Nasal administration of the fully human anti-CD3 monoclonal antibody Foralumab modulated T cell inflammatory responses in COVID-19.

Nasal administration of the monoclonal antibody Foralumab was proven to decrease inflammatory markers of COVID-19 disease.

A pilot study by Brigham and Women’s Hospital found nasal administration of the fully human anti-CD3 monoclonal antibody (mAb) modulated T cell inflammatory responses in COVID-19 by suppressing effector features in multiple T cell subsets. Notably, this result was seen in Foralumab patients with multiple sclerosis as well as in healthy patients.

An overactive immune system is a signature in COVID-19 and multiple sclerosis. Foralumab stimulates regulatory T cells of the immune system to decrease inflammation. This mode of action is unique among COVID-19 mAbs, which mostly treat or prevent symptoms by targeting the ever-evolving COVID-19 spike protein.

The investigators found evidence that Foralumab dampened inflammatory T cell response and decreased lung inflammation in COVID-19 patients. Foralumab also reduced serum IL-6 and C-reactive protein for moderate COVID-19 infections.

The study was published this week in the Proceedings of the National Academy of Sciences. Brigham and Women’s Hospital (BWH) investigators used serum proteomics and RNA sequencing to examine the immune changes in patients treated with nasal Foralumab.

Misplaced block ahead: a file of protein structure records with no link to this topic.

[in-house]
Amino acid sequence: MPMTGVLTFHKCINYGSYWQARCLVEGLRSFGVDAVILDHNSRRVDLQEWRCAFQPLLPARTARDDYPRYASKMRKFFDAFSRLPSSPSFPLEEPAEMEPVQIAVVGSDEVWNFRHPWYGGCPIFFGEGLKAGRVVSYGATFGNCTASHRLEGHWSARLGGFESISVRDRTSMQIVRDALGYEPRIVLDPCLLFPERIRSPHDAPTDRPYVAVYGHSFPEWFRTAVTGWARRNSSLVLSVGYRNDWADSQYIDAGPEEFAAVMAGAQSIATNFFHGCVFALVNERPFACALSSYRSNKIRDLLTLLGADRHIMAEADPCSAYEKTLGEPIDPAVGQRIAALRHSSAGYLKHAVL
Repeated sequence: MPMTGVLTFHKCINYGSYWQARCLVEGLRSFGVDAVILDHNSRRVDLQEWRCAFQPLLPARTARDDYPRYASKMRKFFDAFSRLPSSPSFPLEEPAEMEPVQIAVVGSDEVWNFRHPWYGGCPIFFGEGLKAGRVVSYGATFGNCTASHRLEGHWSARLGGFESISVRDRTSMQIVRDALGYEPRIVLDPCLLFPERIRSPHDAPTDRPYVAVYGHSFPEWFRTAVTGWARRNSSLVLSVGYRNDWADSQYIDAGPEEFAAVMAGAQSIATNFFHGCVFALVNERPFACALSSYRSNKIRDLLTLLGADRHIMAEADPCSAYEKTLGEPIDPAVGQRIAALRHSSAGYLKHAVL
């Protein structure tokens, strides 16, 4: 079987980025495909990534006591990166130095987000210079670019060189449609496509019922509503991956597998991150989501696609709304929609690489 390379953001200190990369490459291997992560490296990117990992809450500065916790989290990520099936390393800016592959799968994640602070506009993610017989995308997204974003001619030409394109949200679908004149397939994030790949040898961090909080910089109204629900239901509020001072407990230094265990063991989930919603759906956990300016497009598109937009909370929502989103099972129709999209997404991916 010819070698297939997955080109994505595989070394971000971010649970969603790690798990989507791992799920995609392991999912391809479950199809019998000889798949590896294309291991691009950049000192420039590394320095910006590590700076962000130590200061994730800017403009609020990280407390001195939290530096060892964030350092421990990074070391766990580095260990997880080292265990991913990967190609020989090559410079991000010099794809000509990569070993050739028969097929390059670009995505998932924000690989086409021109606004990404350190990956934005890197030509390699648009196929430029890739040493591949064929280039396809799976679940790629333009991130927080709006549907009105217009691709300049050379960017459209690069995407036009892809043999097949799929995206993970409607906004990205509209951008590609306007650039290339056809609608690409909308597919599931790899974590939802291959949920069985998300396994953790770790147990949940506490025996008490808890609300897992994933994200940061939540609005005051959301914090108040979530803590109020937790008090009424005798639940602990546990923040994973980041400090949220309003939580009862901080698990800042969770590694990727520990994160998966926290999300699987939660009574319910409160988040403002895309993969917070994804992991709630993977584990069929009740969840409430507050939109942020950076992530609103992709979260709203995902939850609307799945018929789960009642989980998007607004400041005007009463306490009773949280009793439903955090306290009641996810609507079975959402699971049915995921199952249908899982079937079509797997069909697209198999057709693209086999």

Mild-to-moderate COVID-19 outpatients were randomly assigned to nasal Foralumab (100 μg/d), administered for 10 consecutive days. The investigators found that naïve-like T cells were increased in the Foralumab-treated participants, and NGK7+ effector T cells were reduced.

Because this same gene expression modulation was observed in patients with brain inflammation due to multiple sclerosis, the investigations postulate nasally administered Foralumab may demonstrate efficacy against multiple inflammatory diseases.

“We discovered a way to shut down inflammation not only seen in COVID-19, but also in a patient with multiple sclerosis as well as in healthy patients,” said lead author Thais Moreira, PhD, an assistant scientist in neurologic diseases at BWH, and a neurology instructor at Harvard Medical School. “This is very exciting because not only does our study suggest that this new monoclonal antibody drug is safe and can modulate the immune system without major side effects, but it can also decrease inflammation in multiple realms, so it may be useful for treating other diseases.”

The study authors believe nasal administration is uniquely promising in its ability to combat inflammation. “Immunomodulation by nasal anti-CD3 mAb represents a novel avenue for treatment of inflammatory human diseases,” they wrote.

Foralumab is manufactured by Tiziana Life Sciences. Next steps for this agent include a placebo-controlled double-blind trial in a larger cohort with progressive multiple sclerosis. Additionally, a new trial of Foralumab to treat long COVID is in the pipeline.

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